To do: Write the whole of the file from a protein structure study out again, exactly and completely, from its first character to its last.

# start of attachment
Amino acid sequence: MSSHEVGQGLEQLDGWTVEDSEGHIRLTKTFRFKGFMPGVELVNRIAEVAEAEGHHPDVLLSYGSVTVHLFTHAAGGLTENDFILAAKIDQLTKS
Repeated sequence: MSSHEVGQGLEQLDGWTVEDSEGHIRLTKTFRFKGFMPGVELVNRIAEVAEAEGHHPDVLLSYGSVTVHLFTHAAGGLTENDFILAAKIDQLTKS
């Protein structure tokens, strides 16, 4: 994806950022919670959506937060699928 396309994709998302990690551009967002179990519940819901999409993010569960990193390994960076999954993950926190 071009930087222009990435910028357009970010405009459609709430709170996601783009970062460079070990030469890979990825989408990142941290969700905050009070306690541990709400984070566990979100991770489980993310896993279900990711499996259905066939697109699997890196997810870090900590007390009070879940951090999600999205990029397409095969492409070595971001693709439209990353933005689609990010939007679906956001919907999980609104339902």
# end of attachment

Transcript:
Amino acid sequence: MSSHEVGQGLEQLDGWTVEDSEGHIRLTKTFRFKGFMPGVELVNRIAEVAEAEGHHPDVLLSYGSVTVHLFTHAAGGLTENDFILAAKIDQLTKS
Repeated sequence: MSSHEVGQGLEQLDGWTVEDSEGHIRLTKTFRFKGFMPGVELVNRIAEVAEAEGHHPDVLLSYGSVTVHLFTHAAGGLTENDFILAAKIDQLTKS
């Protein structure tokens, strides 16, 4: 994806950022919670959506937060699928 396309994709998302990690551009967002179990519940819901999409993010569960990193390994960076999954993950926190 071009930087222009990435910028357009970010405009459609709430709170996601783009970062460079070990030469890979990825989408990142941290969700905050009070306690541990709400984070566990979100991770489980993310896993279900990711499996259905066939697109699997890196997810870090900590007390009070879940951090999600999205990029397409095969492409070595971001693709439209990353933005689609990010939007679906956001919907999980609104339902």